Retailer opposition to the US$7.25bn class action settlement reached with Visa and MasterCard
earlier this month over credit card interchange fees
has grown after Walmart joined rival retailer Target in rejecting the settlement.
The settlement was supposed to finally put an end to a legal dispute over interchange fees that has been dragging on for seven years in the US. Retailers are to share the US$7.25bn award and Visa and MasterCard have said they will reform their rules and business practices.
The promised reform obviously isn’t enough for Walmart, however, which said it was “disappointed” with the deal in a prepared statement, and that it “would not structurally change the broken market or prohibit credit card networks from continually increasing hidden swipe fees, which already cost consumers tens of billions of dollars each year”.
As the largest retailer in the US, the addition of Walmart to the other retailers already voicing concern about the deal is likely to add weight and strengthen opposition. Target had already said the settlement would merely “perpetuate a broken system” and others fear it could restrict innovation in the payments field, particularly surrounding mobile payments and loyalty schemes. Merchants would have to waive their rights to any future comeback or recompense if the settlement is agreed.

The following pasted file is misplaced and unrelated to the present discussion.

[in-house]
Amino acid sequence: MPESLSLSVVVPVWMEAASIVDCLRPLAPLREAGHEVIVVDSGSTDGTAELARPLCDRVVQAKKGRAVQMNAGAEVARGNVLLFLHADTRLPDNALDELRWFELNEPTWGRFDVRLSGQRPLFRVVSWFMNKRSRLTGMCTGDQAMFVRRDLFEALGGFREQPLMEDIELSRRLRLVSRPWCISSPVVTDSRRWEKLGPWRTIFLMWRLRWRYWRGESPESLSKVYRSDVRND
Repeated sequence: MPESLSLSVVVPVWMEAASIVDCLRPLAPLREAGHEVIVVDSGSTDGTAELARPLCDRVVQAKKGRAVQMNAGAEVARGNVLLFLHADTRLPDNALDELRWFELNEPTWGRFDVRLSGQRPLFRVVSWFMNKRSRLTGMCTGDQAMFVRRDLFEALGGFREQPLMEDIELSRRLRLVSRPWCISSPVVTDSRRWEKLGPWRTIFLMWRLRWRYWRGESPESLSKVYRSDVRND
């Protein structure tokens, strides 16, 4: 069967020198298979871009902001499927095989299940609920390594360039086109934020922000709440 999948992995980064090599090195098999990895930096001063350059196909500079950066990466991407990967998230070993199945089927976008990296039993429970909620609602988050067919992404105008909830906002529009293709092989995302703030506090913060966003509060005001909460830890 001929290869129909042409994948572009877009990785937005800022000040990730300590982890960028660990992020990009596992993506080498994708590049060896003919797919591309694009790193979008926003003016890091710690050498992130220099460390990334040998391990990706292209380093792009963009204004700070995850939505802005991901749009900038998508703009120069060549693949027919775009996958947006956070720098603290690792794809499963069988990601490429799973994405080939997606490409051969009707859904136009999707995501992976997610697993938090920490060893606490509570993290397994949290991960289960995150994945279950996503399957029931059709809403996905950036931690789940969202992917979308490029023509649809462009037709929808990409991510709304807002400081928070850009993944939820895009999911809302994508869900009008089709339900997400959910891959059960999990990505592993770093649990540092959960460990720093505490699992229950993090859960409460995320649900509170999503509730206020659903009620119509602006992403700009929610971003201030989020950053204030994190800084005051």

Despite being behind the likes of Europe and China, the US payments industry is now rapidly advancing, said Anish Kapoor, CEO of AccessPay told GTNews in an exclusive interview.
Treasurers are more interested in cross-border payments and automation than real-time payments, as they are consistently asked to do more with less, argues Rick Burke, head of corporate payments at TD Bank in an exclusive interview.
#PSD2FinishLine recently started trending on Twitter. As the country slowly grows in excitement throughout the month of November, with the C-word on ... read more